Puffy Tacos at El Charro Mexican in Downtown Detroit will be serving their classic Puffy Tacos on an emerald-green shell on St Patrick’s Day between 11 and 2pm. “This is the first time in over 40 years that we have ever changed the color of our Puffy Taco shell,” El Charro President Jeff Martin said in a news release.
On the other side of the world, a mountain yak will deliver Guinness to ‘The Irish Pub’ in the town of Namche Bazaar en route to Mt Everest, Nepal, while the Grand Khaan in Mongolia’s capital Ulan Bator is putting on a Paddy’s Day celebration for locals and a few Irish stragglers.
Imagine what St Patrick, who died in 461AD would make of the fact that astronauts on the International Space are singing Danny Boy, while the Colosseum in Rome- from before his time, is being lit up green in his honour.
“What’s all this?” he might question? “I brought Christianity to Ireland and, apocryphally ridded the island of snakes. Why are people eating green muffins in Tierra del Fuego and drinking green jello shots in Winnipeg ?” I wasn’t even born in Ireland.”
Good question. It’s rather amazing when you think about it. There’s no other nation in the world that can convince all the other countries to celebrate their national day. I can’t recall rivers being dyed white and red in honour of Saint George, patron saint of England on April 23rd or punters attending a parade in Cusco, Peru on Australia Day on January 26th, whatever about Bastille Day on July 14th or American Independence Day on July 4th. It’s your national day? Lovely. We don’t really care.
The world’s first recorded Saint Patrick’s Day parade took place in Boston on March 18, 1737, followed by the New York parade, which first took place in 1762. We didn’t join the party until 1931.
It was all going accordingly each year, until some genius at Tourism Ireland decided to light up famous landmarks, thereby propelling Paddy’s Day into the the biggest celebration on the planet. I think we can all agree that seeing the pyramids of Giza in Egypt, Christ the Redeemer in Rio, Niagara Falls, the Leaning Tower of Pisa and the London Eye amongst hundreds of others go green makes our hearts sing with pride.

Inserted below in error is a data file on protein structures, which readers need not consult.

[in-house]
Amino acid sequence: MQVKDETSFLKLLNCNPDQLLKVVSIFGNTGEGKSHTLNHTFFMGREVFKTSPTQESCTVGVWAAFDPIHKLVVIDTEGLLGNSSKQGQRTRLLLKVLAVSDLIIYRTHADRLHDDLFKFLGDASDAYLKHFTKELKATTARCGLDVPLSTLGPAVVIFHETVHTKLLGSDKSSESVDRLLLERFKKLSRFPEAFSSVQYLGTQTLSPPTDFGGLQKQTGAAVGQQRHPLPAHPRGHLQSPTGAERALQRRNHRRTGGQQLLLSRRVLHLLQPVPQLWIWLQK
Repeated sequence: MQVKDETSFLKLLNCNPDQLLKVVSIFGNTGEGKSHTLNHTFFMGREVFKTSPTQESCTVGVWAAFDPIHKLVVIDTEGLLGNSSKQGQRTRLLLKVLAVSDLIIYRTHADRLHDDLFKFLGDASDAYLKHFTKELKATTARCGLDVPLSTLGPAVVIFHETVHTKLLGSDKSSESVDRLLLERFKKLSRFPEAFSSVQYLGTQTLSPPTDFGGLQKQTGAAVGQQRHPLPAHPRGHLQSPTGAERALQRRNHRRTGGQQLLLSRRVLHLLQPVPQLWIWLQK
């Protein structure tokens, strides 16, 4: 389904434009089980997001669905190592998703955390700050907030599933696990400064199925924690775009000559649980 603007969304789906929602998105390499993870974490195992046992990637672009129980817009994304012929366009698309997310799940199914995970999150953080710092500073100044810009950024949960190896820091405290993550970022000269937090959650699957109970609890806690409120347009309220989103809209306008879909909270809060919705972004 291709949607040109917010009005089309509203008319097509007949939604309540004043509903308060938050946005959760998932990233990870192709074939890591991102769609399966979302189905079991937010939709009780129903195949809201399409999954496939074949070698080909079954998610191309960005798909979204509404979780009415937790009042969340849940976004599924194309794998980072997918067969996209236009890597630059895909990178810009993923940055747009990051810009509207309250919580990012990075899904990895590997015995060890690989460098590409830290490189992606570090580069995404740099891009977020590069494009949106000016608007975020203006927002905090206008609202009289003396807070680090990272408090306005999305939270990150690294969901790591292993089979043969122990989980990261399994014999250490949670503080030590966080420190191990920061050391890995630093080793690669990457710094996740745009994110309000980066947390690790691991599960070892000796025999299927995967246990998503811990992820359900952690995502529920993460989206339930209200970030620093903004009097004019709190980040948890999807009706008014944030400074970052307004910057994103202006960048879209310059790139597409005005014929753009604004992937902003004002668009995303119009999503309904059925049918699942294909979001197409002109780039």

There’s just something about Paddy.
So this year 35 politicians will travel around the world, dishing out shamrocks, basking in Irishness, letting everyone know that we are open for business. Its great, but at the same time, the more global business we attract, the more our living expenses sore, thereby destroying the very fabric of what we’re selling. People don’t celebrate St Patrick’s Day around the world, because we’re an overpriced hub for American corporates, they celebrate it because they associate it with fun, mysticism, poetry, music, pints, words, wisdom, banter and most importantly -the craic.
Out of 195 countries and 7bn people on earth, we appear to be those most likely to bring a smile to the face of punters.
As a half German, half Irish citizen, when I tell people I meet travelling that I’m Irish, they give me the thumbs up, nodding and smiling in a congratulatory kind of way. Then they start. ‘I was in Ireland and had the best time of my life ever.. ‘ When I say, I’m German it’s like ‘oh right,’ possibly a scoul if the person I just met is Dutch or comes from some nation we recently beat in football.
Even though its an amazing place, unlike Ireland, Germany doesn’t sell itself well. Sure the Bierfest thing took off, but no one celebrates carnival around the world like they do. Their tourist board is too demure, apologetic almost. Hence one has to give credit where credit is due- from the Wild Atlantic Way to the Ancient East to making Paddy’s Day a global phenomenon, we’re charging forth, shouting about how brilliant we are from the rooftops- €8 pints, obscene rents and homelessness aside.
I’ve lived abroad a lot and I don’t miss Tayto crisps or Barry’s Tea- which tastes crap outside of Ireland by the way; I just miss our readiness for silliness. I’ve been in Cape Town for six months and people are grand, but not like me or my generation of mates back home. People go to bed early. The other day the pub emptied out mid match. That kind of thing.
Anyone who lives abroad will tell you, ‘It’s great here, like I love the weather and my life is better in every way, but the craic. Jesus you’d miss it.’ My views exactly.
In Ireland we don’t need fanfare, dancing girls and carnival, we just need one other funny person to have the craic with and thats what makes it magical.
James Joyce said ‘Ireland sober is Ireland stiff.’ Since young Irish people drink less and compete on puritanical matters and veganism, our craic is at risk- good for your health, not great for the unique selling point. We must remember this going forth and beware not to put our greatest asset at risk.
So on this Paddy’s Day, it’s important to celebrate our humour, warmth and welcoming spirit and remember not to rip off our guests or each other. Lets nurture our craic. It is, after all, the reason we’re the greatest country in the world- for one day anyway.